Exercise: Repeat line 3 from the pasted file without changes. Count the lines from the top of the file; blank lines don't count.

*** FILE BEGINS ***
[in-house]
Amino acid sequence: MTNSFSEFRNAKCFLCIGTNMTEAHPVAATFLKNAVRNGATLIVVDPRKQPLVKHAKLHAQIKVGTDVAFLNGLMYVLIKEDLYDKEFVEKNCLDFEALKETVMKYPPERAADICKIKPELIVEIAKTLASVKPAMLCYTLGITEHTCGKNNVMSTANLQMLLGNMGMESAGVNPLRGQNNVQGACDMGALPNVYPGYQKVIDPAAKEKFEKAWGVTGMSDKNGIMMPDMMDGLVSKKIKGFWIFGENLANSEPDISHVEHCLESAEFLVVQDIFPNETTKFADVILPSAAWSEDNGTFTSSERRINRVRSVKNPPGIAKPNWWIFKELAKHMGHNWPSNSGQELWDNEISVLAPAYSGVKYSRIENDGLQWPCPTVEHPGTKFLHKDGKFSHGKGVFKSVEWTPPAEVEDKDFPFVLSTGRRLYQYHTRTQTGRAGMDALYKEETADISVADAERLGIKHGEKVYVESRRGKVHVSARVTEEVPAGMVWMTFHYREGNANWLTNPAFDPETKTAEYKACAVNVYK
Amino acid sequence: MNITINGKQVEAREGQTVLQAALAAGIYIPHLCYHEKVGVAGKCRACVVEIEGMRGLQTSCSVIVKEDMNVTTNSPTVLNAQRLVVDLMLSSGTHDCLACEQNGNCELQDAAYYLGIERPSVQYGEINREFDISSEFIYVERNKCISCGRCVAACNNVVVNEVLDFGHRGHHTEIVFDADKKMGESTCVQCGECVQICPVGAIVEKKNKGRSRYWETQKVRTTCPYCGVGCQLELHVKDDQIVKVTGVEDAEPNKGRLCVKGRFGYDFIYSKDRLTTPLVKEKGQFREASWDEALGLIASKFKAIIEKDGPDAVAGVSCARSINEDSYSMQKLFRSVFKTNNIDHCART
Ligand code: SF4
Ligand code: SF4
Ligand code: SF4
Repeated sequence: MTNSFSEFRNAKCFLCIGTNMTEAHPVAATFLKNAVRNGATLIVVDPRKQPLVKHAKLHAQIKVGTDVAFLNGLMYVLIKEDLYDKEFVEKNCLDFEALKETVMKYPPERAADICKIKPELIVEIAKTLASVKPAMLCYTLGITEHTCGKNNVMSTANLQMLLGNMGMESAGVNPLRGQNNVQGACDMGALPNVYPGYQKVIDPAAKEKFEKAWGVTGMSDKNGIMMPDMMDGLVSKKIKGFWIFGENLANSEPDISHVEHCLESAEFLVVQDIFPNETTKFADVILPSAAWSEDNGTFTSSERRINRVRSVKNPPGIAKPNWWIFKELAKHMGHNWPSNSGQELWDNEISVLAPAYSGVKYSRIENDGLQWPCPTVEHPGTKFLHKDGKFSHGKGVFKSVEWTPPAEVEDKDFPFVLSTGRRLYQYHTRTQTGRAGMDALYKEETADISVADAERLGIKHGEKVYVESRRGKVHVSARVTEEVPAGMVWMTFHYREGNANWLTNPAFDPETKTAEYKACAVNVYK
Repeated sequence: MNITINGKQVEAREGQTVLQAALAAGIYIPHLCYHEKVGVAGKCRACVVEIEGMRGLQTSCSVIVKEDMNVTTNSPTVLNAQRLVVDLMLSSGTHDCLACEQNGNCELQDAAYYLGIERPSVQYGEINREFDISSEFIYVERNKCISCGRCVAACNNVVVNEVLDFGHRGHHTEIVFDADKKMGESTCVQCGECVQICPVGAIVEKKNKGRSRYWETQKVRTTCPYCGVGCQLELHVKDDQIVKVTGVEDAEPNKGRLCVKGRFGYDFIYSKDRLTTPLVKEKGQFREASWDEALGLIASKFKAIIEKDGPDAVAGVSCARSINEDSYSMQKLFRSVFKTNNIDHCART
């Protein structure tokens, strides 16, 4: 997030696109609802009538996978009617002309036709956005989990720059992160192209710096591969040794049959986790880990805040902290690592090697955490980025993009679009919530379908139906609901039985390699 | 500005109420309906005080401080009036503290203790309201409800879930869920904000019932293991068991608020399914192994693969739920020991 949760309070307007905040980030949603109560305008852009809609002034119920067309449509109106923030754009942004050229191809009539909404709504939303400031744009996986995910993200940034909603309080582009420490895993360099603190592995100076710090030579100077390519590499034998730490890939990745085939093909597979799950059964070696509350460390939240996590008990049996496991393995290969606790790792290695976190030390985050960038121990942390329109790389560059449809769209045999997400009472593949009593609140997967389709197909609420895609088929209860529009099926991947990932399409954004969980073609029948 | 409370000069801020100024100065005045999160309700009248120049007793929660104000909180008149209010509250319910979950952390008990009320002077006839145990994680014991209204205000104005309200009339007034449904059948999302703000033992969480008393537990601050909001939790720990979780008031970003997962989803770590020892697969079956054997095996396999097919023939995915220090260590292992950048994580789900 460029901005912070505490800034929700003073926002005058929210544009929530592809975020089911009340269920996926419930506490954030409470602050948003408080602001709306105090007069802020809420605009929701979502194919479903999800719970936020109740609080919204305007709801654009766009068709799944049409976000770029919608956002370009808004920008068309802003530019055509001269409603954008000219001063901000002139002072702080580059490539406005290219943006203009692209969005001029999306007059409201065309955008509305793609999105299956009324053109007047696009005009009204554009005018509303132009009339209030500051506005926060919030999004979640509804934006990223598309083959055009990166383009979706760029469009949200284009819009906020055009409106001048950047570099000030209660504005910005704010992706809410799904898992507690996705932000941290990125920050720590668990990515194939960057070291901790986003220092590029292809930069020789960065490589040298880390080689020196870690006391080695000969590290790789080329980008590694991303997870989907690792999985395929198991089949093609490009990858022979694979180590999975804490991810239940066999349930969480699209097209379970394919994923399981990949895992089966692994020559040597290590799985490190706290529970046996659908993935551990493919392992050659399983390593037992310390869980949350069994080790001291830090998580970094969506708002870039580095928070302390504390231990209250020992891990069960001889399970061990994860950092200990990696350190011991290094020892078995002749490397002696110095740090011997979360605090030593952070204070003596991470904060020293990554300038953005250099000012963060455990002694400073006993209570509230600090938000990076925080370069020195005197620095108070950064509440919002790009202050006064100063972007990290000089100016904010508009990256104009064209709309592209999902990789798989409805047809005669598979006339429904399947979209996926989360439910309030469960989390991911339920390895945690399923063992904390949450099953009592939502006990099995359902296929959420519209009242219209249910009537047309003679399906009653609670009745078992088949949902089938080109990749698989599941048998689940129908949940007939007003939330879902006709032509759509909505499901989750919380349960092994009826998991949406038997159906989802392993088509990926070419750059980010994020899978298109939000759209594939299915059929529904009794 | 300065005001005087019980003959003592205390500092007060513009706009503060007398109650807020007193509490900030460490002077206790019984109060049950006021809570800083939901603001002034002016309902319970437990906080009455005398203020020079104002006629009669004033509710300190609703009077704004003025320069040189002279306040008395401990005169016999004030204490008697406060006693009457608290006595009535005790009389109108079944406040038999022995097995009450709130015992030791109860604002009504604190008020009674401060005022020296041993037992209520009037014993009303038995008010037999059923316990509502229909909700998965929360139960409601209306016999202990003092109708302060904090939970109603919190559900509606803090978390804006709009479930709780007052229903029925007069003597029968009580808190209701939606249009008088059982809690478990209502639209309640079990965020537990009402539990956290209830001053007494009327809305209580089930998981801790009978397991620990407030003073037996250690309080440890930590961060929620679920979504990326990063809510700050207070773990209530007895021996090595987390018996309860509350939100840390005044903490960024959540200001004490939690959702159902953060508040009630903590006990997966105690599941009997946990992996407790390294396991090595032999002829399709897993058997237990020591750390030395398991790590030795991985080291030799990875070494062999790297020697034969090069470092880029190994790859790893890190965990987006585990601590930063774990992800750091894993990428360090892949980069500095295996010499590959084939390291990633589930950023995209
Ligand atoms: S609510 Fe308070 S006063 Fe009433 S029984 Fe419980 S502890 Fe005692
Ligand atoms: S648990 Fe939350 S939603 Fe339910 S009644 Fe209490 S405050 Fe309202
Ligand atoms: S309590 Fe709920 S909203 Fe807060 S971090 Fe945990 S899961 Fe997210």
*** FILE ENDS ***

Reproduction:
Amino acid sequence: MNITINGKQVEAREGQTVLQAALAAGIYIPHLCYHEKVGVAGKCRACVVEIEGMRGLQTSCSVIVKEDMNVTTNSPTVLNAQRLVVDLMLSSGTHDCLACEQNGNCELQDAAYYLGIERPSVQYGEINREFDISSEFIYVERNKCISCGRCVAACNNVVVNEVLDFGHRGHHTEIVFDADKKMGESTCVQCGECVQICPVGAIVEKKNKGRSRYWETQKVRTTCPYCGVGCQLELHVKDDQIVKVTGVEDAEPNKGRLCVKGRFGYDFIYSKDRLTTPLVKEKGQFREASWDEALGLIASKFKAIIEKDGPDAVAGVSCARSINEDSYSMQKLFRSVFKTNNIDHCART